‘the book deserves attention and is worth reading for the author’s innovative ambition . . . Sweeney tells the history of the diplomatic relationships between the three countries in their European-wide contexts . . . He has included a sheer mass of factual events and linked this ‘event history’ to his interpretation of the triangular history of Britain, France and Germany.’ — Peter Pichler, European History Quarterly

‘According to Sweeney, Brexit is yet another episode in the ongoing cycle of relations between Britain, France, and Germany. Since 1648 and the Peace of Westphalia, the idea of a united Europe has been touted by William Penn, Henri de Saint-Simon, Adam Smith, and others, though unanimity or even compromise among the three major nations of Europe has fallen victim to the inherent differences between them. The approach to integration has been shaped by wars, cultural and historical factors, and nationalism and particularism. Britain’s isolationism, France’s exceptionalism, and Germany’s conservatism also have proven obstacles in the development of a supranational Europe. The European Union, which may be the closest Europe has come to a successful interconnected structure, has aroused suspicion, in Britain at least, of 'mission creep,' as EU regulations appear to take precedence over national sovereignty. Sweeney argues, however, that although Britain's previous attempts to stand apart from the continental nations required later, expensive efforts to re-engage, Brexit does not guarantee a lesser role for the British, whose role as 'other' could prove valuable.’ — Choice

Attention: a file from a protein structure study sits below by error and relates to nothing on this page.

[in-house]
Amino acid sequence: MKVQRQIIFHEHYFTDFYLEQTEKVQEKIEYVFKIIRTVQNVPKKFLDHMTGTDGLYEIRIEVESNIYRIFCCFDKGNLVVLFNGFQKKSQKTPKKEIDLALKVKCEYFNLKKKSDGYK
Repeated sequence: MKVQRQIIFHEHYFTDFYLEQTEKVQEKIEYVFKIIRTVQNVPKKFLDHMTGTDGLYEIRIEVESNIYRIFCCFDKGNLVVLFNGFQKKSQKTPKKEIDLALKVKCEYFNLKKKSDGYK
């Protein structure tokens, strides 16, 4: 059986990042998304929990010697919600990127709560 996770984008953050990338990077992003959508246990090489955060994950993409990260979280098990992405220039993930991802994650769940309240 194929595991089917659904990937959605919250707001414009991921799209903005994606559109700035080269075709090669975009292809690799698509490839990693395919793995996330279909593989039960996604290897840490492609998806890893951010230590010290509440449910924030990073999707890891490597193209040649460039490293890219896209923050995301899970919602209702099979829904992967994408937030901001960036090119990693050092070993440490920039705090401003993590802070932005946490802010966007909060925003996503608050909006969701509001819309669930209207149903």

‘This history of European integration goes back to 1648, tracing the UK’s relationships with France and Prussia–Germany since the Treaty of Westphalia. Sweeney argues that integration has long been driven by these three states, although it has been unusual for them to all be friends at the same time.’ — Survival: Global Politics and Strategy

‘In this timely and original contribution to the arguments over Brexit, Stuart Sweeney shows how successive attempts at European integration have always turned on the often fraught triangular relationship between Britain, France and Germany. Crisply and engagingly written, and with a sophisticated grasp of the economic issues at stake, the Illusion of Europe adds much needed historical depth to our current debate.’ — John Darwin, Fellow of Nuffield College, Oxford and author of Unfinished Empire: The Global Expansion of Britain (2013)